Socially-based information sharing, communication, and journey planning

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Family and friends were a major source of information; many children had family, friends, and neighbors both at home and abroad who provided information and help. Ivorian teenager Amara, a 17-year-old girl interviewed in Gran Canaria, said: “I heard my friends talk about Morocco, about Spain. That’s why I told my grandmother I wanted to come here. […] My grandma talked to me about Spain. She told me it was good, that I could earn a living.” However, peers’ descriptions of life in destination countries were not always accurate. This was true for boys as well, as one Moroccan boy attested: “My friends that came here before me, they tell you only about the good things. But the reality is very different.” (Amine, Spain)

Platforms, such as Facebook and YouTube, are used to communicate with others planning trips as well as to gain information about both destination countries and journeys.

One key informant working with migrant youth in Spain similarly noted: “Young people go through these channels to understand how to get through [borders] and they use social networks. There are a few vloggers who are known by these youth, who film [their migration experience] and post it online.” Other young people can connect through Facebook groups. While girls may be more timid than boys to engage on social media, some comment or like some of the posts and videos that boys post to express their interest in migrating.” (Migrant youth psychologist, Spain).

A migration program officer for an NGO in Morocco described the role local communities and social networks play in encouraging migration: “There is even some fundraising in some neighborhoods to finance the journey because they expect a return on investment. Also, there is a logic of imitation: let’s say one person takes a photo of himself showing how good life is in Morocco or in Spain or France with beautiful Nike jerseys and shoes, this triggers the envy of those in the country of origin who do not foresee any bright future for themselves compared to those who show an alleged success on social networks.”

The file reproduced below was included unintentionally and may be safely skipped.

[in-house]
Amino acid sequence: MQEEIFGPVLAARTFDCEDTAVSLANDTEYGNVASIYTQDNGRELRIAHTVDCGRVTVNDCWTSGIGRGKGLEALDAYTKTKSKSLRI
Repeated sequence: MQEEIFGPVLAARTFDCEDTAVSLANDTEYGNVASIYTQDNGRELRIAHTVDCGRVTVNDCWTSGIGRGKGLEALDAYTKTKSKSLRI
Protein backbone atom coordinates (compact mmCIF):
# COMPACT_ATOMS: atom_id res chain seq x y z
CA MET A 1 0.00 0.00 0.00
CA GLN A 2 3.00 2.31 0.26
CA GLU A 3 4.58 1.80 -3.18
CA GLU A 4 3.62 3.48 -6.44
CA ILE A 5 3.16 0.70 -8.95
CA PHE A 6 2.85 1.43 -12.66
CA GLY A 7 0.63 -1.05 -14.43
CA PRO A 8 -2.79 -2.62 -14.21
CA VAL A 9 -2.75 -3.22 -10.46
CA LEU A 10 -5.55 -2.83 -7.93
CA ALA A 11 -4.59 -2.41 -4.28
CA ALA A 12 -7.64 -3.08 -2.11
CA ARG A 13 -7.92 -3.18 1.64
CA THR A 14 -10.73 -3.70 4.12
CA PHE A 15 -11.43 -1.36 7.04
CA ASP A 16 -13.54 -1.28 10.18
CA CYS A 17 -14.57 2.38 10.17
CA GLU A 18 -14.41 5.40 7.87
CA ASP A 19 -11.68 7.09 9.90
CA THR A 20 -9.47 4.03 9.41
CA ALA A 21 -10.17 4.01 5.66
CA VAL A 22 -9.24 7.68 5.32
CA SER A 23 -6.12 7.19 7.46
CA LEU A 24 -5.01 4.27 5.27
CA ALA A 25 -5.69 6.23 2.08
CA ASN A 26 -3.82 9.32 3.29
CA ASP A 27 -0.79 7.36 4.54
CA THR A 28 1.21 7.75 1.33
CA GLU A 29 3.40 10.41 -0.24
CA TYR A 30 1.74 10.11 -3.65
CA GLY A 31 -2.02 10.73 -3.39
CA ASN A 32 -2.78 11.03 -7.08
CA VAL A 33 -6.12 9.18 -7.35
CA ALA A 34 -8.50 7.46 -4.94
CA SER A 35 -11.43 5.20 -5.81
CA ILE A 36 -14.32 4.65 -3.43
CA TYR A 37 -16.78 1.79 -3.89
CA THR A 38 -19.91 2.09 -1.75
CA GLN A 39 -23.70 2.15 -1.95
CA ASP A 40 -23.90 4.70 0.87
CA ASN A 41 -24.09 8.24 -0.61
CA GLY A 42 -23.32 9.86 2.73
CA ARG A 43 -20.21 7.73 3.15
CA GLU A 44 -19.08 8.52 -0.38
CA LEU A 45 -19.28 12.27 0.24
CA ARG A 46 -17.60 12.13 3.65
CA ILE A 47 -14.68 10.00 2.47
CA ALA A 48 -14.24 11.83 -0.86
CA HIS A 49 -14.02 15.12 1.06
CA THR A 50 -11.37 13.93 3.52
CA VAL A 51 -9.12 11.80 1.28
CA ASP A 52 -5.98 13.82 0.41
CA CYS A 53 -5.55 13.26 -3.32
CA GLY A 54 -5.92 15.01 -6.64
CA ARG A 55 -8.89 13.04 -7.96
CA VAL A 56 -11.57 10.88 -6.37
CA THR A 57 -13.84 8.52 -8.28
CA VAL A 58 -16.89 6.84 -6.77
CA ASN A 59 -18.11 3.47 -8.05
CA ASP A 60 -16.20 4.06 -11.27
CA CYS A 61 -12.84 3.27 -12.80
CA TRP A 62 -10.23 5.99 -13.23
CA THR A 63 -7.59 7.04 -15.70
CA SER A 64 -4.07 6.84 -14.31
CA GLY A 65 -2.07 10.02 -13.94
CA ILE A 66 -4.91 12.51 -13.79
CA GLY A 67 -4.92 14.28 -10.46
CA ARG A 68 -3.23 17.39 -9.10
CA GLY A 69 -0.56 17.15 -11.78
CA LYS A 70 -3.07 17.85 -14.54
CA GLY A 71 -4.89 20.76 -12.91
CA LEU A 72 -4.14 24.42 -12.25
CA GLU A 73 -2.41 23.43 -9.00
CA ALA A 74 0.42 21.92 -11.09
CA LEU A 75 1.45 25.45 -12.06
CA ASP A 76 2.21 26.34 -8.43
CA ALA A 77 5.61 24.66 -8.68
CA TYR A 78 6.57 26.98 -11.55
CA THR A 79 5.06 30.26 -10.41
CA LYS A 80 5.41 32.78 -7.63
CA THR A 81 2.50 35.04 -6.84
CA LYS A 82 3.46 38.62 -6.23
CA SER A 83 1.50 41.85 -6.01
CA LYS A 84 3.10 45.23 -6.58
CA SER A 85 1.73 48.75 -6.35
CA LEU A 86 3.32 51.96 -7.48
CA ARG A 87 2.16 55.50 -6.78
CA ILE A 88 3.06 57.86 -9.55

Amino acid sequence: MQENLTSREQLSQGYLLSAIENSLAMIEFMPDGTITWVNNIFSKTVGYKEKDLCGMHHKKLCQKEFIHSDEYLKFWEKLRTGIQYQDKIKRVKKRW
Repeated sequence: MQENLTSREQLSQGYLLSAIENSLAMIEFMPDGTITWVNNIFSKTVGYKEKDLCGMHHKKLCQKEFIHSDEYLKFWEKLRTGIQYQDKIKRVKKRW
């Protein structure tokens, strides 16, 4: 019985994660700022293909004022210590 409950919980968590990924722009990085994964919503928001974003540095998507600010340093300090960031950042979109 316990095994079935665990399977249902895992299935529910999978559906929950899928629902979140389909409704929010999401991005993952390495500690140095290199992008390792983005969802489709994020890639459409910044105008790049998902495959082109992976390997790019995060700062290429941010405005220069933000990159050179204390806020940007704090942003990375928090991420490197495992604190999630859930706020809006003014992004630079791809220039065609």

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In some cases, an urgent need to flee or a desire to leave covertly made advanced planning difficult, if not impossible. When children were forced to make a rapid decision to leave, they gathered information piecemeal during various stages in the journey and stays in transit countries.

Twenty-year-old Rainatou, from a village in Guinea, did not speak French before making her way to Dakar, Senegal, where she lived for five years after fleeing abuse and child marriage. Seeking information from acquaintances before fleeing her village would have raised suspicions; word may have gotten back to her father. While working for several years in Dakar as a live-in domestic servant, she became aware of the possibility of migrating further north and progressively sought information about the journey, being careful not to let her employer know of her intentions. She took advantage of trips to the market to ask people for information, and would ask her boss’s children, who had internet access, to look up information for her.

from: “Girls on the move in North Africa” (SAVE THE CHILDREN)

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